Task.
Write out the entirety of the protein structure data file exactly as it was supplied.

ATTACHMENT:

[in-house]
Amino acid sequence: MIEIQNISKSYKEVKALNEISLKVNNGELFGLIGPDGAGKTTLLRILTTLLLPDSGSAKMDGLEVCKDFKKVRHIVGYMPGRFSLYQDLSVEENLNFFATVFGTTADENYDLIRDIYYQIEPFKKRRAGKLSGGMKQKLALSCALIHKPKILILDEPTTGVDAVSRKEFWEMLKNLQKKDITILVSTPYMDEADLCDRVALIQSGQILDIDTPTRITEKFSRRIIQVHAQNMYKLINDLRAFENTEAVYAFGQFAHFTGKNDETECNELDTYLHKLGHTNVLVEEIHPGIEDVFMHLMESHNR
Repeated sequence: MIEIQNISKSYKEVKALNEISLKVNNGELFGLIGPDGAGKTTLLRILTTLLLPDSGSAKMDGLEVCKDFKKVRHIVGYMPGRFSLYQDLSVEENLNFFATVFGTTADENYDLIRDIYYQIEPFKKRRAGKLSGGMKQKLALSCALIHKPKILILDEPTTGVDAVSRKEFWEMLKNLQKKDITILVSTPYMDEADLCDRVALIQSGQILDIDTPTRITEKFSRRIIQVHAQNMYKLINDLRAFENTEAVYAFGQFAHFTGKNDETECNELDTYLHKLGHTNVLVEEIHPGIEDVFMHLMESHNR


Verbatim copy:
[in-house]
Amino acid sequence: MIEIQNISKSYKEVKALNEISLKVNNGELFGLIGPDGAGKTTLLRILTTLLLPDSGSAKMDGLEVCKDFKKVRHIVGYMPGRFSLYQDLSVEENLNFFATVFGTTADENYDLIRDIYYQIEPFKKRRAGKLSGGMKQKLALSCALIHKPKILILDEPTTGVDAVSRKEFWEMLKNLQKKDITILVSTPYMDEADLCDRVALIQSGQILDIDTPTRITEKFSRRIIQVHAQNMYKLINDLRAFENTEAVYAFGQFAHFTGKNDETECNELDTYLHKLGHTNVLVEEIHPGIEDVFMHLMESHNR
Repeated sequence: MIEIQNISKSYKEVKALNEISLKVNNGELFGLIGPDGAGKTTLLRILTTLLLPDSGSAKMDGLEVCKDFKKVRHIVGYMPGRFSLYQDLSVEENLNFFATVFGTTADENYDLIRDIYYQIEPFKKRRAGKLSGGMKQKLALSCALIHKPKILILDEPTTGVDAVSRKEFWEMLKNLQKKDITILVSTPYMDEADLCDRVALIQSGQILDIDTPTRITEKFSRRIIQVHAQNMYKLINDLRAFENTEAVYAFGQFAHFTGKNDETECNELDTYLHKLGHTNVLVEEIHPGIEDVFMHLMESHNR